Having Clayton Kershaw take the mound for the Chattanooga Lookouts is not a common occurrence at AT&T Field, so Lookouts manager Razor Shines realizes his players may be full of admiration tonight.
"The players? Heck, I'll be in awe," Shines said. "This guy is probably the best pitcher in baseball, and I will be excited to see him work myself."
A second rehab appearance was not the desired scenario for the two-time Cy Young Award winner, who was ready to return to the Los Angeles Dodgers after last Friday's performance with Rancho Cucamonga in the high Single-A California League. The 26-year-old left-hander allowed just two hits in five innings, but Dodgers officials had scheduled a couple of rehab stints and did not alter plans despite Kershaw's stellar showing.
So Chattanooga inherits an evening with a pitcher with the lowest career earned run average (2.59) in 100 or more starts since the start of baseball's live-ball era in 1920, and that's quite the example from which to learn.
"This will be a great experience, because you're talking about a Cy Young winner and a potential MVP guy coming in here," Lookouts catcher Chris O'Brien said. "All you can do is learn, so I think the biggest thing will be asking him questions. He might get annoyed by some of the questions, but there is so much knowledge you can gain from someone like that that you can't get anywhere else."
O'Brien said he and fellow catcher J.C. Boscan likely would lobby Shines for the opportunity to catch Kershaw, who is 52-23 with a 2.20 ERA since the start of the 2011 season. Each of them caught Kershaw several weeks ago during some bullpen sessions in spring training.
"He doesn't take any pitches off, and he has such a focus," O'Brien said. "What he does is so precise, and you can't help but want to catch him. It's a lot of fun."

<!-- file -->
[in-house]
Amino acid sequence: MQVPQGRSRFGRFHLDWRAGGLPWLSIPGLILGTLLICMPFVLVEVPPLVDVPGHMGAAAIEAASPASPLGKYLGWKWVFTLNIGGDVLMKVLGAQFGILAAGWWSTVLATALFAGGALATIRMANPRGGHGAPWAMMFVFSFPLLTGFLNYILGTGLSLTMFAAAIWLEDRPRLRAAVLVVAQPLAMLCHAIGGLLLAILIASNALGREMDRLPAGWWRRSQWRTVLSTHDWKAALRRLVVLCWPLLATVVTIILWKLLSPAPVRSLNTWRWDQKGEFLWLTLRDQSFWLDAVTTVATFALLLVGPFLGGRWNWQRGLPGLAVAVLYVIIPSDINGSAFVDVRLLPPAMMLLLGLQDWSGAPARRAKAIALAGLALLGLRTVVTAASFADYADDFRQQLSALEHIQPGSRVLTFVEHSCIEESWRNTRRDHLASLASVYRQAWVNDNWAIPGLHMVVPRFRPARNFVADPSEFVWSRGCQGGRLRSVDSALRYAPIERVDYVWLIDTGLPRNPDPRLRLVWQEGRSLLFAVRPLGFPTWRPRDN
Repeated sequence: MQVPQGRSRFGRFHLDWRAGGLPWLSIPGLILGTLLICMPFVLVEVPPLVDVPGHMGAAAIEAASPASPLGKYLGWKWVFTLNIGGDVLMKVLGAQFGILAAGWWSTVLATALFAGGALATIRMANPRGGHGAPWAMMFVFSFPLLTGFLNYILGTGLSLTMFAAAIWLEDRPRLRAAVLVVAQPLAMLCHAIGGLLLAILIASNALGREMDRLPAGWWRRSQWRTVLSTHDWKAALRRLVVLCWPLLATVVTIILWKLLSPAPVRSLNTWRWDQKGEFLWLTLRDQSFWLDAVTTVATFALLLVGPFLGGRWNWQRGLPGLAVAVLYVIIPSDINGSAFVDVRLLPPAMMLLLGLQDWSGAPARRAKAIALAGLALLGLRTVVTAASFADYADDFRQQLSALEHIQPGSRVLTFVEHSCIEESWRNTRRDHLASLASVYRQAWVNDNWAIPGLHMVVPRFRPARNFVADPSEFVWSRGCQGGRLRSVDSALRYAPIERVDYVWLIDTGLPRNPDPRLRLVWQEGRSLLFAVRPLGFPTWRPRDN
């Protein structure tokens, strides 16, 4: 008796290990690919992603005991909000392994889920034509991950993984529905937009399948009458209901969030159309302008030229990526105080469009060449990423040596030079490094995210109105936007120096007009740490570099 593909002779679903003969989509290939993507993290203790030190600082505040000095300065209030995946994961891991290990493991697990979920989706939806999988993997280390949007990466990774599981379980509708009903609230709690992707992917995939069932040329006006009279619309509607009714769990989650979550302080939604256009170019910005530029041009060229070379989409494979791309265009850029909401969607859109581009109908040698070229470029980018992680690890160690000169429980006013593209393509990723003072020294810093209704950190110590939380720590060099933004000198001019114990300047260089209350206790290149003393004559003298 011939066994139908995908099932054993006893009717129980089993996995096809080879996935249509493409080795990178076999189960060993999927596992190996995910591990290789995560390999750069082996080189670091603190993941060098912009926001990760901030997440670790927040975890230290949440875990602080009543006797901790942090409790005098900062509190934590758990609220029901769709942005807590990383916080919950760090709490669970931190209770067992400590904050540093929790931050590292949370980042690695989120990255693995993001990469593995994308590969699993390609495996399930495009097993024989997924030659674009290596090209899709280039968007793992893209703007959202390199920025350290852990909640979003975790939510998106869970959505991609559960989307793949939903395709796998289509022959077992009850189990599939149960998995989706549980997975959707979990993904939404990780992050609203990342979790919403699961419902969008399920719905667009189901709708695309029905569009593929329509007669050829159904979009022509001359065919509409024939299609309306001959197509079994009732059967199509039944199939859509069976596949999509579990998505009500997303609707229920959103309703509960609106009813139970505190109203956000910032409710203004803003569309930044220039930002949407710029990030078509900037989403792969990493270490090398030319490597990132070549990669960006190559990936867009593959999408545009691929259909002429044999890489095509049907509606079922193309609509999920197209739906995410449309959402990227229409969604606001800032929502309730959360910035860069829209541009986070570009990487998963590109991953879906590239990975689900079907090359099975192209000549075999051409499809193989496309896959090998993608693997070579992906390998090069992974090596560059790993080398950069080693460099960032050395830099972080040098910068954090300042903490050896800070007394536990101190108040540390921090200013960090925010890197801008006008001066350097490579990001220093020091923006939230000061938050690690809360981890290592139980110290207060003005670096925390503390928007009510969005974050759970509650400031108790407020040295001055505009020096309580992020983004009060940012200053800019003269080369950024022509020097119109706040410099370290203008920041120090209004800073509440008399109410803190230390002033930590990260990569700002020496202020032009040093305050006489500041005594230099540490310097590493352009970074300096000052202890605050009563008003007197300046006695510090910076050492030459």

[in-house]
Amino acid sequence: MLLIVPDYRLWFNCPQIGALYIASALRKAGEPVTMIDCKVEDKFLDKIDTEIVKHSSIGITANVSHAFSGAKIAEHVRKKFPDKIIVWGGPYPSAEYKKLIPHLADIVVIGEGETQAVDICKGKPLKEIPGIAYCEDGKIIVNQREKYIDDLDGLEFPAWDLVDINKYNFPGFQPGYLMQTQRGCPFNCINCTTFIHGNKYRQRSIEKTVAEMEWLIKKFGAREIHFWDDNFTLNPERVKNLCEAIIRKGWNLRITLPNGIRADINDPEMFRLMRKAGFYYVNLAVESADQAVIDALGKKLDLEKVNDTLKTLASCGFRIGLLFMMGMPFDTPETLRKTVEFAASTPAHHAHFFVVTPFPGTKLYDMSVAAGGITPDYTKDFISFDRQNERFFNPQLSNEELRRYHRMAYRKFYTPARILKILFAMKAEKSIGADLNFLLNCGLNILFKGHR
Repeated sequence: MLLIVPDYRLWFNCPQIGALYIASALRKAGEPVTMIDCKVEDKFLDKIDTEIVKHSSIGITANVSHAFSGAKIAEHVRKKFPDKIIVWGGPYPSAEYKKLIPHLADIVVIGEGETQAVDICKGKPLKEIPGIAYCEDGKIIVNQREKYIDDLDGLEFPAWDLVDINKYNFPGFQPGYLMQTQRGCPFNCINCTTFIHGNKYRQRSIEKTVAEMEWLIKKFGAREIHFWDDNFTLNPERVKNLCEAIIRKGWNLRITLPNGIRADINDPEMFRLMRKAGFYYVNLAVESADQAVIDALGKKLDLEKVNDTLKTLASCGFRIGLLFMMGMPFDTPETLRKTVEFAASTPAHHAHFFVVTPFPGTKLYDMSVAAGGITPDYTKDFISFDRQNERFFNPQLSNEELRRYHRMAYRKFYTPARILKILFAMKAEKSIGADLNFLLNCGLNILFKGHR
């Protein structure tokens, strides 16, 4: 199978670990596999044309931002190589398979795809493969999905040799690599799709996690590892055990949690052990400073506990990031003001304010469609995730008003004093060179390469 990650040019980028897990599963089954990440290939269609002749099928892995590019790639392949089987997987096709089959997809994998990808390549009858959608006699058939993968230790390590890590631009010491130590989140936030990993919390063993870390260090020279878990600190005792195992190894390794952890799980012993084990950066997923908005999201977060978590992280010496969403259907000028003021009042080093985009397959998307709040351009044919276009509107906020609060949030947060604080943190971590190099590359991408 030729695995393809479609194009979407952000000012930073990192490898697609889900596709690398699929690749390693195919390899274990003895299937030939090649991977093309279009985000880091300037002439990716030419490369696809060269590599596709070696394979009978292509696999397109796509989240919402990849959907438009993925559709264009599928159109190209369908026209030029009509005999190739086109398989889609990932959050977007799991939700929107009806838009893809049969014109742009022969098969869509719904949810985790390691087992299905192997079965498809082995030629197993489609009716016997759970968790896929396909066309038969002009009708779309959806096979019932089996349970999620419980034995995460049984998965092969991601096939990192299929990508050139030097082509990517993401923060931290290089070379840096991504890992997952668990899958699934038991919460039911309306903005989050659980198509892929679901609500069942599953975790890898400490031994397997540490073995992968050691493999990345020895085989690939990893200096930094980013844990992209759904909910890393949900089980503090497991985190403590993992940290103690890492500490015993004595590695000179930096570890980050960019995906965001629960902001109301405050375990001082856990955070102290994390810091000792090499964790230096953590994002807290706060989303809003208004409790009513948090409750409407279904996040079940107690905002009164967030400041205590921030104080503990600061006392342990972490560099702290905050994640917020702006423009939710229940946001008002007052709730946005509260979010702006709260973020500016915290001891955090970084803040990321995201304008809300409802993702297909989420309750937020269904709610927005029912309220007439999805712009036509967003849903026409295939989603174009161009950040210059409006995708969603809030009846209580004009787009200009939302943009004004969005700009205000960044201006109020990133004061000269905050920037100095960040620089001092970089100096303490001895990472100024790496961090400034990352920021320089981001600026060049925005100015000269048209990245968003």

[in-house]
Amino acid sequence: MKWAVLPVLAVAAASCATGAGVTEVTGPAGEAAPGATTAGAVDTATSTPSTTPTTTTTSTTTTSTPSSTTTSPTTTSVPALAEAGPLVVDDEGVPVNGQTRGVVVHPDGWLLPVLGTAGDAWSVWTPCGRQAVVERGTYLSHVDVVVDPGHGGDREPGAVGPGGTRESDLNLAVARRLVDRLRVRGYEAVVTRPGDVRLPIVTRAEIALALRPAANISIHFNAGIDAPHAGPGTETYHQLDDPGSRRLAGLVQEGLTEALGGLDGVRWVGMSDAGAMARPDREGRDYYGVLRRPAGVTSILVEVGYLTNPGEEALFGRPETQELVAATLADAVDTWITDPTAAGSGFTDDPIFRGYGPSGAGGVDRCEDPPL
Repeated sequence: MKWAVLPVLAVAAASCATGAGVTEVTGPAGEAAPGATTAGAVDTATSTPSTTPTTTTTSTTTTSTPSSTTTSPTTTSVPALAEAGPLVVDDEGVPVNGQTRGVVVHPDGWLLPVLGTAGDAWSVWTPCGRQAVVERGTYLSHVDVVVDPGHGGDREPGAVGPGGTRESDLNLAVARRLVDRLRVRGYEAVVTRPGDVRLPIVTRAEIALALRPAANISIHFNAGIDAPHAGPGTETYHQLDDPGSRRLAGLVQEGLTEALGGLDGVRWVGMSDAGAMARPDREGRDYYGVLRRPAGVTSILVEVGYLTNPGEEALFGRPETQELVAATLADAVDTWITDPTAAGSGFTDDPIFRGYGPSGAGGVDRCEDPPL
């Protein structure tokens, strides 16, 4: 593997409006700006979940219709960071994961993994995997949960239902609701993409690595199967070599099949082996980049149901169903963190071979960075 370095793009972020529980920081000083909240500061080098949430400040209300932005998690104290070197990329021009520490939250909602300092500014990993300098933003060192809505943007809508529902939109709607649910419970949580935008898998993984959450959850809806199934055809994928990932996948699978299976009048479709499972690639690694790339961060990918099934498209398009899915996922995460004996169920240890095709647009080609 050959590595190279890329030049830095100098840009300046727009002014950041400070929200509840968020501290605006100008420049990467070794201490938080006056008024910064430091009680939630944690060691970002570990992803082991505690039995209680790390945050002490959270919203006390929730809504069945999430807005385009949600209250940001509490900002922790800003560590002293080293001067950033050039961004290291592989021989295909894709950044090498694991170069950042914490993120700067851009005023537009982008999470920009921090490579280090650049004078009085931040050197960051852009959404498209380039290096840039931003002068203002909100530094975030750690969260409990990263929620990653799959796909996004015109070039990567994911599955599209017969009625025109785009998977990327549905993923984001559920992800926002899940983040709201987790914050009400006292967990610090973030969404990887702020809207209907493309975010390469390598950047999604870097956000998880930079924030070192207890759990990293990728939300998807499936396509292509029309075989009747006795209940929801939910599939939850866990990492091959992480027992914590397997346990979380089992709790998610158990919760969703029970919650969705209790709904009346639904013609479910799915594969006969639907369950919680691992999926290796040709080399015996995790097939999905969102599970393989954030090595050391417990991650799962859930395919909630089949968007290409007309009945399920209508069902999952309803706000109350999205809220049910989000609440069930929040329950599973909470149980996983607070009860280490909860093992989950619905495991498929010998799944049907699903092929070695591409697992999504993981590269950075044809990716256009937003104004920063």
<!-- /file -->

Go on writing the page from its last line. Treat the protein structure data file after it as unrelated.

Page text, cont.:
Said Shines: "He is going to come in here with a plan, and he's going to prepare to work. For the kids to see his preparation, I think, will do wonders."
Kershaw, who could throw as many as 80 pitches against the Tennessee Smokies, will arrive tonight with a different pay grade than his teammates. He will not, however, try to stand out when he's not on the mound, according to those who have worked with him in the past.
"He's a down-to-earth, real guy," Lookouts pitching coach Scott Radinsky said, "and if he came in the clubhouse right now, he would start playing some pingpong and just be one of the guys. It's definitely a positive or an asset when you have a guy like that, and these guys can surround themselves around him.
"It's not that he'll outwardly say anything that's groundbreaking, but they can just watch how he prepares for a game and what he does. They will see that he just has fun, and I think that may help them not take things so seriously at times or put so much pressure on themselves."
Lookouts general manager Rich Mozingo said late Tuesday that more than 1,000 tickets remain for tonight's game at the 6,340-seat facility. Mozingo urges fans to get to the game early to avoid congestion problems around the ballpark.
Contact David Paschall at firstname.lastname@example.org or 423-757-6524.
David Paschall is a sports writer for the Times Free Press. He started at the Chattanooga Free Press in 1990 and was part of the Times Free Press when the paper started in 1999. David covers University of Georgia football, as well as SEC football recruiting, SEC basketball, Chattanooga Lookouts baseball and other sports stories. He is a Chattanooga native and graduate of the Baylor School and Auburn University. David has received numerous honors for ...